Looking forward now, you think there are 5 ways President Elect Trump could move the markets. The first way is with infrastructure. Infrastructure spending will be a key way that the economy could improve.  Trump has talked about spending at least $500 billion on infrastructure which is a dramatic increase to what has been spent and much more than his opponent campaigned on.  Many of the headlines have been about building a wall along the Mexico border and having Mexico pay for it.  While some have been offended by the project or laughed at it, there are some benefits that could help the national GDP which would help us all. His infrastructure plans would also include repairing roads, bridges, tunnels, seaports, airports, sewer systems, electric grids and other things.

Part of the infrastructure spending could be paid for through a corporate tax overhaul. Part of the tax plan is to make it more advantageous for companies with US corporate earnings from overseas companies to bring their cash back to America.  There is about 2 trillion dollars that could come back to the US under his plan that could be used in various ways.  The US has one of the highest corporate tax rates in the world at 35% and Trump’s plan is to lower that to 15%.  That tax rate cut would immediately be huge for workers, companies, and investors since the companies would pay less to the government in taxes and could spend money on hiring, research and development, and dividends to shareholders.  There are also plans to lower the personal income tax rate as well.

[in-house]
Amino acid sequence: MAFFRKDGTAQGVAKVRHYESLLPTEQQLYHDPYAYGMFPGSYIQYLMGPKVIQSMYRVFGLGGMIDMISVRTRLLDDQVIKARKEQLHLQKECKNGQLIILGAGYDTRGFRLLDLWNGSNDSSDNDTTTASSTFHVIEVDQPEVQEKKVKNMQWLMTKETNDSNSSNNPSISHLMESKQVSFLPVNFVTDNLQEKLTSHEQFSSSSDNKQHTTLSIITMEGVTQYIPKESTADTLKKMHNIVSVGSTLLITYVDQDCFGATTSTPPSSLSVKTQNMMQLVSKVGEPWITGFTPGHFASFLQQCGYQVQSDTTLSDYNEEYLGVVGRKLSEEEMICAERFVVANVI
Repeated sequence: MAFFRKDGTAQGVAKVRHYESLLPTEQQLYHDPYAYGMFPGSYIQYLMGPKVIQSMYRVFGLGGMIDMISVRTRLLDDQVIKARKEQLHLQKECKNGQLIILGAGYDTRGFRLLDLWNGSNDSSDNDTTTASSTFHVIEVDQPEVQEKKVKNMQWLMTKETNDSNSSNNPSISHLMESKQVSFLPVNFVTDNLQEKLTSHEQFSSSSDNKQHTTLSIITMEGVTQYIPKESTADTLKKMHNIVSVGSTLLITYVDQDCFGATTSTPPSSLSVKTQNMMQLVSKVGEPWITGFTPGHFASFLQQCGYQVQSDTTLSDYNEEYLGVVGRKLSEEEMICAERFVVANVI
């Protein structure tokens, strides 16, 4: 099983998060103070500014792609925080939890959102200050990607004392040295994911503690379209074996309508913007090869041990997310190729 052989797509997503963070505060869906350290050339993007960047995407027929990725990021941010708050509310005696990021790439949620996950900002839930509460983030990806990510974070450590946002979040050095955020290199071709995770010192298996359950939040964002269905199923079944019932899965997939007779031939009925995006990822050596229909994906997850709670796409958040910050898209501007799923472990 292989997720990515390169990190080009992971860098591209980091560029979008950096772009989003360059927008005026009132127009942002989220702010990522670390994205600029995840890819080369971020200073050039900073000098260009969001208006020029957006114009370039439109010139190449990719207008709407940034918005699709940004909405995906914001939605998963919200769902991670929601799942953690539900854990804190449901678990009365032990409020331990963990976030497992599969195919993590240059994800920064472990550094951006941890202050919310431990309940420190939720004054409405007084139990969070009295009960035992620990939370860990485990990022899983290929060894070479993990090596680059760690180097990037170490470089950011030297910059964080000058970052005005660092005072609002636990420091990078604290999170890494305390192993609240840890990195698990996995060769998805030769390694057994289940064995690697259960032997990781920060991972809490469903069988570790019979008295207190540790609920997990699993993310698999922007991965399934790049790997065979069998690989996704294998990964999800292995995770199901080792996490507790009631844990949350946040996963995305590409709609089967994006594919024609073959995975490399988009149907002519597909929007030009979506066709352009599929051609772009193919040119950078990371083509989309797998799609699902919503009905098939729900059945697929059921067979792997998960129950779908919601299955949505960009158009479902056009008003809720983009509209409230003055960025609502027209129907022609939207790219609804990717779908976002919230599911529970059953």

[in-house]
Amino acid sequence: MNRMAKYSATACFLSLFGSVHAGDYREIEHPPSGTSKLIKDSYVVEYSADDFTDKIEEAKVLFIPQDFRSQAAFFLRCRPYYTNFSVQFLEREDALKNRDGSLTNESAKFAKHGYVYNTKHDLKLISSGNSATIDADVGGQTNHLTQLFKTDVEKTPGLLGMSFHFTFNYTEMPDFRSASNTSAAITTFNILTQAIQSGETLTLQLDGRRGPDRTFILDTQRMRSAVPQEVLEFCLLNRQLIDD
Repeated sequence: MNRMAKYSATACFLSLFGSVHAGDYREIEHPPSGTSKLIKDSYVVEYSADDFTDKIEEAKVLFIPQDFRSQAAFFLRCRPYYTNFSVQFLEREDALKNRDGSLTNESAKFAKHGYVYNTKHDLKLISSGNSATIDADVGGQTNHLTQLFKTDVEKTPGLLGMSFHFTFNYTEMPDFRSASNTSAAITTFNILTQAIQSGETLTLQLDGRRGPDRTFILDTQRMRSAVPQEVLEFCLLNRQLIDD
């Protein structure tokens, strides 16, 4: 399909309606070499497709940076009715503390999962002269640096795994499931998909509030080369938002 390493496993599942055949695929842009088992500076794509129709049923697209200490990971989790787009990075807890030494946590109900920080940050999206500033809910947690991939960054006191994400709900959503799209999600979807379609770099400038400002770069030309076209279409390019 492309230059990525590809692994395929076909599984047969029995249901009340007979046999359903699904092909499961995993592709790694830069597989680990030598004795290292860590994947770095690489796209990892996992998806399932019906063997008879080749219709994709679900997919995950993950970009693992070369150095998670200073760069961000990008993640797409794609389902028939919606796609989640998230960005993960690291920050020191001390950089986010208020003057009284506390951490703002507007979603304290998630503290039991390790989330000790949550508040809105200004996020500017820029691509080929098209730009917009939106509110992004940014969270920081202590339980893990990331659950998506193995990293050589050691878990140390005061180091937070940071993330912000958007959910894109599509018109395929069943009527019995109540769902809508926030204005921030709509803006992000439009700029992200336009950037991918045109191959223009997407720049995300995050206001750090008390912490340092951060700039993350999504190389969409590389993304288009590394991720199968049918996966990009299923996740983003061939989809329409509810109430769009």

Considerable changes could be coming in trade or how the US does business with the rest of the world. The president-elect has campaigned about how he’d change the trade deals that have been put in place with other countries.  Many Washington establishment folks fear that this could lead us into problems or even a recession.  In my opinion, Trump views trade deals with countries from more of a businessman perspective and less of a politician’s perspective.  There is some risk in structuring deals this way, but there could be some great rewards if the policies are implemented effectively.  There will definitely be more of a nationalist or isolationist approach to the trade deals that will be made.